Search This Blog

Tuesday, January 14, 2014

Xavier Montsalvatge, Madrigal, and Other Works, Perspectives Ensemble, Soloists

What I do not know about Catalan-Spanish composer Xavier Montsalvatge (1912-2002) could fill many books I am afraid. Aside from some short works I have on vinyl anthologies and a CD I reviewed here last year, he is new territory for me. But as always my ears step in and hear what they need to for me to proceed.

There's a new anthology of some of his bright lights that I've been appreciating. It's identified title-wise by three principal works included on the CD. Madrigal (Naxos 8.573101) takes us on a ride through five pieces and the years 1969-1995. The Perspectives Ensemble under conductor Angel Gil-Ordonez brings us lovely performances that exemplify Montsalvatge in various stylistic guises, who like Stravinsky went through a number of transformations while still remaining recognizably himself.

There is the neo-classic incarnation in works like "Folia daliniana" (1995), the serialist of "Cinco invocaciones al Crucificado" (1969), and early modern influences of such artists as Satie. Sasha Cooke, mezzo-soprano, does a fine job with the "Madrigal" (1991) and the "Cinco invocaciones". Tim Fain comes across well as the violin soloist on "Concertino 1 + 13" (1975), and Sato Moughalian's flute sounds excellent on the "Serenata a Lydia de Cadaques" (1970) along with the piano of Blair McMillen. There are other soloists peppered throughout the program and they all come across with a lyric panache.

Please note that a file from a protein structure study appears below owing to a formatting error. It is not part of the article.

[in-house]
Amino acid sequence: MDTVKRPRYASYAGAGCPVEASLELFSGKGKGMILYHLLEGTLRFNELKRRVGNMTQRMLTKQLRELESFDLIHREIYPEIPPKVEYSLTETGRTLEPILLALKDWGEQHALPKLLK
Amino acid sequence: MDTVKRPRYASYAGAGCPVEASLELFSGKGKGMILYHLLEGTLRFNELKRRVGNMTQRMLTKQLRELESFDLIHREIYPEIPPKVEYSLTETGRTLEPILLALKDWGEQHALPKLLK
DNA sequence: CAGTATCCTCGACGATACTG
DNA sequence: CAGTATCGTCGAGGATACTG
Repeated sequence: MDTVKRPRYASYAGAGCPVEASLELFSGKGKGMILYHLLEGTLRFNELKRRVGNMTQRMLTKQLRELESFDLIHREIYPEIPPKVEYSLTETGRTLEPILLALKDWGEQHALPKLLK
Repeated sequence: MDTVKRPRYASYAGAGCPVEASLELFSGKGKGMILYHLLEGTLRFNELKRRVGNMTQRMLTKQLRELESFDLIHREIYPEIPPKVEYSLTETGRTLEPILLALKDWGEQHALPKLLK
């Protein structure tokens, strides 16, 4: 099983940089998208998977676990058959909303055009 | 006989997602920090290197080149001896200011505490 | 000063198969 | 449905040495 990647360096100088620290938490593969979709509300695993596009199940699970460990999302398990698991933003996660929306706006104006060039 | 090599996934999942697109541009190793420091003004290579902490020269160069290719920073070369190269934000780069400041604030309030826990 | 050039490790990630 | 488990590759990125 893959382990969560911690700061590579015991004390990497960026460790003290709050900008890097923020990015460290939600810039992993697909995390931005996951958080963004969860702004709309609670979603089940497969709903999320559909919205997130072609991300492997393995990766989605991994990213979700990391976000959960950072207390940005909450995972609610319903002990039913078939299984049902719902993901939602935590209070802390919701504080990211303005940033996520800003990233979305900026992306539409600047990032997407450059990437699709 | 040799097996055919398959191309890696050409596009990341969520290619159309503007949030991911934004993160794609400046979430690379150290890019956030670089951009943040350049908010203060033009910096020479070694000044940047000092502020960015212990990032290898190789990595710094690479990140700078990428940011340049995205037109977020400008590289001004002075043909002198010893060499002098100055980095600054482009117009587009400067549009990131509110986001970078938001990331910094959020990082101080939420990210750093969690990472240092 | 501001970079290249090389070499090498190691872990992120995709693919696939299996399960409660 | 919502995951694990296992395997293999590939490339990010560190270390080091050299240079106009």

Five listens to this disk and I feel I have experienced something of the essence of Montsalvatge. This is wonderfully performed music and clearly there is much to be gained in pleasure and enlightenment in partaking of the program's many high points. I don't think you'll find a better introduction to the composer, certainly not at the Naxos price. It whets my appetite for more, but it also fills the bill for those who know Montsalvatge but do not have many or most of these works. Brilliant!

No comments:

Post a Comment